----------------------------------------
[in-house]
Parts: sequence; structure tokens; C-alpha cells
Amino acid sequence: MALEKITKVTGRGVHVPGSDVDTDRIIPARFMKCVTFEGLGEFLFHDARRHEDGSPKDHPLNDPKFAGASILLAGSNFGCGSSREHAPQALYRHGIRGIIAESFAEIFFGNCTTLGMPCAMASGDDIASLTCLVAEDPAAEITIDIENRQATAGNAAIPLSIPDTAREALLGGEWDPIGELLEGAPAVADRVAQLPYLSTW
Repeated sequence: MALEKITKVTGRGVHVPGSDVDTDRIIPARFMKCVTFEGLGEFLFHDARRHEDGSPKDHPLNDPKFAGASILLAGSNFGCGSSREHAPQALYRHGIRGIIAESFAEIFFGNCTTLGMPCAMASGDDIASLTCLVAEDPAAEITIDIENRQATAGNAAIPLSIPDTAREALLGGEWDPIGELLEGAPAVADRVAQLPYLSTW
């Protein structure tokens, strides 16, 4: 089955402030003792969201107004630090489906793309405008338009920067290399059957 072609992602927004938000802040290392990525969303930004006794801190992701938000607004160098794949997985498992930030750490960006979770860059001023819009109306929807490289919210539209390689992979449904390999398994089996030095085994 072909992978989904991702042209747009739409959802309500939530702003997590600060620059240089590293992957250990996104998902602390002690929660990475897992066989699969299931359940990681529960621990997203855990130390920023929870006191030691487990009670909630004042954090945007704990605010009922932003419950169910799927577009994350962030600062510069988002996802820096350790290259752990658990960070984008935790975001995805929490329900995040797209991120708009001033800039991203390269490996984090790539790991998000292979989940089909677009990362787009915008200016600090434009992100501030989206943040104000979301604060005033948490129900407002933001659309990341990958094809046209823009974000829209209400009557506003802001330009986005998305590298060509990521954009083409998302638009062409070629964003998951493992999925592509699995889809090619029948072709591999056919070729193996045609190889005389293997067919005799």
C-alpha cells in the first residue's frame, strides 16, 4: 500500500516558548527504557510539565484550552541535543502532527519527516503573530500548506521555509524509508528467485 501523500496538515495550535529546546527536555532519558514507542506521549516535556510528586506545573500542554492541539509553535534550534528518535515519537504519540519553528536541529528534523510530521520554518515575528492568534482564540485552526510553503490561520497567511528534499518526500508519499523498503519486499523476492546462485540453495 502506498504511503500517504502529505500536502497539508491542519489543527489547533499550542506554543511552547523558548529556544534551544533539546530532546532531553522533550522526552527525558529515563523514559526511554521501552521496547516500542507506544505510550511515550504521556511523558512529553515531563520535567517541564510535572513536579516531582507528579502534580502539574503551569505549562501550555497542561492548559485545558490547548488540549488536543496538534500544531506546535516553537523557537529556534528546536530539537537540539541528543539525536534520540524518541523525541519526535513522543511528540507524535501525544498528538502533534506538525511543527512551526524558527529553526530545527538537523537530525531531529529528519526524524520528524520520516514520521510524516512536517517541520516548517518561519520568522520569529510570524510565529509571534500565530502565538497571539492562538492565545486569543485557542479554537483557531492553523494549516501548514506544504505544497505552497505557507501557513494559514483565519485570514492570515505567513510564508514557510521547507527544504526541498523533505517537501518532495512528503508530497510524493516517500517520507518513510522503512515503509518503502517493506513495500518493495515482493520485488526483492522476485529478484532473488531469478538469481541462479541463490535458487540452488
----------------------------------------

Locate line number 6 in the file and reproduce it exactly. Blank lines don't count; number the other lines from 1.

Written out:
C-alpha cells in the first residue's frame, strides 16, 4: 500500500516558548527504557510539565484550552541535543502532527519527516503573530500548506521555509524509508528467485 501523500496538515495550535529546546527536555532519558514507542506521549516535556510528586506545573500542554492541539509553535534550534528518535515519537504519540519553528536541529528534523510530521520554518515575528492568534482564540485552526510553503490561520497567511528534499518526500508519499523498503519486499523476492546462485540453495 502506498504511503500517504502529505500536502497539508491542519489543527489547533499550542506554543511552547523558548529556544534551544533539546530532546532531553522533550522526552527525558529515563523514559526511554521501552521496547516500542507506544505510550511515550504521556511523558512529553515531563520535567517541564510535572513536579516531582507528579502534580502539574503551569505549562501550555497542561492548559485545558490547548488540549488536543496538534500544531506546535516553537523557537529556534528546536530539537537540539541528543539525536534520540524518541523525541519526535513522543511528540507524535501525544498528538502533534506538525511543527512551526524558527529553526530545527538537523537530525531531529529528519526524524520528524520520516514520521510524516512536517517541520516548517518561519520568522520569529510570524510565529509571534500565530502565538497571539492562538492565545486569543485557542479554537483557531492553523494549516501548514506544504505544497505552497505557507501557513494559514483565519485570514492570515505567513510564508514557510521547507527544504526541498523533505517537501518532495512528503508530497510524493516517500517520507518513510522503512515503509518503502517493506513495500518493495515482493520485488526483492522476485529478484532473488531469478538469481541462479541463490535458487540452488